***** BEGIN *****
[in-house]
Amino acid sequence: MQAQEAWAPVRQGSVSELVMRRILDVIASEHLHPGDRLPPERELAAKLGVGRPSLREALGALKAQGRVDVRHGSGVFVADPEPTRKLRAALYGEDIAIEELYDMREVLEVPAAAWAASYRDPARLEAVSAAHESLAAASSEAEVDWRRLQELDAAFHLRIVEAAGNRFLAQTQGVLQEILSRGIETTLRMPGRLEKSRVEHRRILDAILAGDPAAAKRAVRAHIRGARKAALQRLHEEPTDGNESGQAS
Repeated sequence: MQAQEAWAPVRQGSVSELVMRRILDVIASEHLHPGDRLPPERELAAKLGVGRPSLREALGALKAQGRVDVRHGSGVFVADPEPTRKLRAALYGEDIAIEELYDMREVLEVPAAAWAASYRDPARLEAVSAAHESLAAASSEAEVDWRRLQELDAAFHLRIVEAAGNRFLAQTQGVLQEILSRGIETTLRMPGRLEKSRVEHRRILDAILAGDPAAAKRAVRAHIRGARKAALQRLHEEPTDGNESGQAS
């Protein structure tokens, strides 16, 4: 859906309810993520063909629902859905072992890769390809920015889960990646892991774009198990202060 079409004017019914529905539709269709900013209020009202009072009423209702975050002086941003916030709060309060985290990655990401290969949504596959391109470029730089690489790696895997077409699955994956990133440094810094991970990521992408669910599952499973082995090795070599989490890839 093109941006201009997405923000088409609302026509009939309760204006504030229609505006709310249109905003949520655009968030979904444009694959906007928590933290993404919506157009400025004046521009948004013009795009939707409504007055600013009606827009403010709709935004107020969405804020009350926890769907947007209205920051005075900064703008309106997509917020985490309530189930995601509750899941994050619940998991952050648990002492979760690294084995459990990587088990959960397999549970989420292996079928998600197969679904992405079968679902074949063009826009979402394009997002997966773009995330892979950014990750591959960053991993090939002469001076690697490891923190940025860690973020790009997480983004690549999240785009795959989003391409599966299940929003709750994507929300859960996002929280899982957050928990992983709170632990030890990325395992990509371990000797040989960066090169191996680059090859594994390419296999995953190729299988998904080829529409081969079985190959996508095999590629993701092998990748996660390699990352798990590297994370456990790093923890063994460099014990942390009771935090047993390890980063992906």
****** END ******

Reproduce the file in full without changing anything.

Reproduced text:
[in-house]
Amino acid sequence: MQAQEAWAPVRQGSVSELVMRRILDVIASEHLHPGDRLPPERELAAKLGVGRPSLREALGALKAQGRVDVRHGSGVFVADPEPTRKLRAALYGEDIAIEELYDMREVLEVPAAAWAASYRDPARLEAVSAAHESLAAASSEAEVDWRRLQELDAAFHLRIVEAAGNRFLAQTQGVLQEILSRGIETTLRMPGRLEKSRVEHRRILDAILAGDPAAAKRAVRAHIRGARKAALQRLHEEPTDGNESGQAS
Repeated sequence: MQAQEAWAPVRQGSVSELVMRRILDVIASEHLHPGDRLPPERELAAKLGVGRPSLREALGALKAQGRVDVRHGSGVFVADPEPTRKLRAALYGEDIAIEELYDMREVLEVPAAAWAASYRDPARLEAVSAAHESLAAASSEAEVDWRRLQELDAAFHLRIVEAAGNRFLAQTQGVLQEILSRGIETTLRMPGRLEKSRVEHRRILDAILAGDPAAAKRAVRAHIRGARKAALQRLHEEPTDGNESGQAS
């Protein structure tokens, strides 16, 4: 859906309810993520063909629902859905072992890769390809920015889960990646892991774009198990202060 079409004017019914529905539709269709900013209020009202009072009423209702975050002086941003916030709060309060985290990655990401290969949504596959391109470029730089690489790696895997077409699955994956990133440094810094991970990521992408669910599952499973082995090795070599989490890839 093109941006201009997405923000088409609302026509009939309760204006504030229609505006709310249109905003949520655009968030979904444009694959906007928590933290993404919506157009400025004046521009948004013009795009939707409504007055600013009606827009403010709709935004107020969405804020009350926890769907947007209205920051005075900064703008309106997509917020985490309530189930995601509750899941994050619940998991952050648990002492979760690294084995459990990587088990959960397999549970989420292996079928998600197969679904992405079968679902074949063009826009979402394009997002997966773009995330892979950014990750591959960053991993090939002469001076690697490891923190940025860690973020790009997480983004690549999240785009795959989003391409599966299940929003709750994507929300859960996002929280899982957050928990992983709170632990030890990325395992990509371990000797040989960066090169191996680059090859594994390419296999995953190729299988998904080829529409081969079985190959996508095999590629993701092998990748996660390699990352798990590297994370456990790093923890063994460099014990942390009771935090047993390890980063992906």